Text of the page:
Online Mining of Frequent Query Trees over XML Data Streams

Hua-Fu Li

Department of Computer Science, National Chiao-Tung University
Hsinchu, Taiwan 300, R.O.C.
Man-Kwan Shan

Department of Computer Science, National Chengchi University
Taipei, Taiwan 116, R.O.C.
Suh-Yin Lee

Department of Computer Science, National Chiao-Tung University
Hsinchu, Taiwan 300, R.O.C.



In this paper, we proposed an online algorithm, called FQT-Stream (Frequent Query Trees of Streams), to mine the set of all frequent tree patterns over a continuous XML data stream. A new numbering method is proposed to represent the tree structure of a XML query tree. An effective sub-tree numeration approach is developed to extract the essential information from the XML data stream. The extracted information is stored in an effective summary data structure.  Frequent query trees are mined from the current summary data structure by a depth-first-search manner.

Categories and Subject Descriptors

H.2.8 [Database Management]: Database Applicationsdata mining.

General Terms: Algorithms.

Keywords: Web mining, data streams, XML, frequent query trees, online mining.


In recent years, many applications generate data streams in real time, such as sensor data streams generated from sensor networks, online transaction flows in retail chains, Web record and click streams in Web applications, performance measurement in network monitoring, and traffic management, and call records in telecommunications.

A data stream is massive unbounded sequence of data elements continuously generated at a rapid rate. Mining of such data streams differs from the mining of traditional datasets in the following aspects [2]: First, each data element in the stream should be examined at most once, i.e., the proposed algorithm must be a single-pass algorithm. Second, the memory requirement of the proposed algorithm should be bounded even though new data elements are continuously generated from the data streams. Third, each data element in the stream should be processed as fast as possible. Fourth, the mined results should be instantly available when the user requested. Finally, the output errors should be constricted to be as small as possible.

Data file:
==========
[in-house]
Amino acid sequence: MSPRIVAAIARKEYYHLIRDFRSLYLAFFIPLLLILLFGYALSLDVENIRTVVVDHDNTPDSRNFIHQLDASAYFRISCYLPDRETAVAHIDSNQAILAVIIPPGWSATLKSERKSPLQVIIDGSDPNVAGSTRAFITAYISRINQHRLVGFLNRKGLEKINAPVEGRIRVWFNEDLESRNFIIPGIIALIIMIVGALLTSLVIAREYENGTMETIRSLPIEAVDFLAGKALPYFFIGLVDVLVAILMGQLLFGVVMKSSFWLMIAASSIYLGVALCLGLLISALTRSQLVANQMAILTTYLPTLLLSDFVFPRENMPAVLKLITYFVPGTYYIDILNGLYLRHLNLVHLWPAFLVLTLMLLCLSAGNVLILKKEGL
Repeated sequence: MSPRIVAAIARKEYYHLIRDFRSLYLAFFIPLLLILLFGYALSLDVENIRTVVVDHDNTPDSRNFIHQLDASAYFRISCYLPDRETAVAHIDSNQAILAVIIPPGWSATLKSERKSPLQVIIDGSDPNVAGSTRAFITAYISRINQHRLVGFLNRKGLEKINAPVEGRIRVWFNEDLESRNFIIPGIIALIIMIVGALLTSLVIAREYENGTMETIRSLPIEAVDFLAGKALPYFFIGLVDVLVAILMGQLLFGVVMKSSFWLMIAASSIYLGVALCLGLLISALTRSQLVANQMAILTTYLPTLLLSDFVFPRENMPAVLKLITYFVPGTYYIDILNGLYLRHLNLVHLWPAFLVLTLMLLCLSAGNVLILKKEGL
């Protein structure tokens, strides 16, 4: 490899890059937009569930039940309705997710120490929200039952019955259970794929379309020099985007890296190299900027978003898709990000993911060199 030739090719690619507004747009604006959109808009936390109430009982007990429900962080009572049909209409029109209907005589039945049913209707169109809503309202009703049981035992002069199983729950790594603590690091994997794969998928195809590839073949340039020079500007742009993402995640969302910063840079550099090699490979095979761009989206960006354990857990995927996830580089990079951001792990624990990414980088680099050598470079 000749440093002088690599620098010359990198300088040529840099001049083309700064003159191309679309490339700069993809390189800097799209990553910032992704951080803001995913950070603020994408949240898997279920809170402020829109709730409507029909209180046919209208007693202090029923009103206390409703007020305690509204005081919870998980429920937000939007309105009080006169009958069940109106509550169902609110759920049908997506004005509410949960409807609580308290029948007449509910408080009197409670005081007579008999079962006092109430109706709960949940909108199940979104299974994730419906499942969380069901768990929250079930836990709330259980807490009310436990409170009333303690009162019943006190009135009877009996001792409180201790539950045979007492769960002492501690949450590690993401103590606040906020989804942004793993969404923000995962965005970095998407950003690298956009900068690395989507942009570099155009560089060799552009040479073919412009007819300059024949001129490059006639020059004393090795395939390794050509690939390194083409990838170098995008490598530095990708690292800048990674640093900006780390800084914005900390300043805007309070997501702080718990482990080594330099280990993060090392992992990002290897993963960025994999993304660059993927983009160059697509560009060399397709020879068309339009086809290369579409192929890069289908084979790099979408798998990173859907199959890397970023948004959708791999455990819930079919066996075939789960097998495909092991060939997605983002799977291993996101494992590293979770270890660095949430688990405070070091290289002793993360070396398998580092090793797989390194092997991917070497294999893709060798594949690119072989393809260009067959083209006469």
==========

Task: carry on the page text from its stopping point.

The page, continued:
Copyright is held by the International World Wide Web Conference Committee (IW3C2). Distribution of these papers is limited to classroom use, and personal use by others.

WWW 2006, May 23–26, 2006, Edinburgh, Scotland.

ACM 1-59593-323-9/06/0005.


Recently, several techniques have been developed to mine the set of all frequent itemsets [3, 4, 5, 6, 7, 8, 10] in data streams. However, less work on the field of mining complex data streams, such as XML data streams. In such a XML data stream, each incoming data element is a (XML) query tree structure. Asai et al. [1] proposed an online algorithm StreamT to analyze the frequent ordered trees from a continuous semi-structured data stream.  Yang et al. [9] proposed online algorithms XQPMiner and XQPMinerTID to find the set of all frequent rooted ordered trees over a continuous XQuery stream.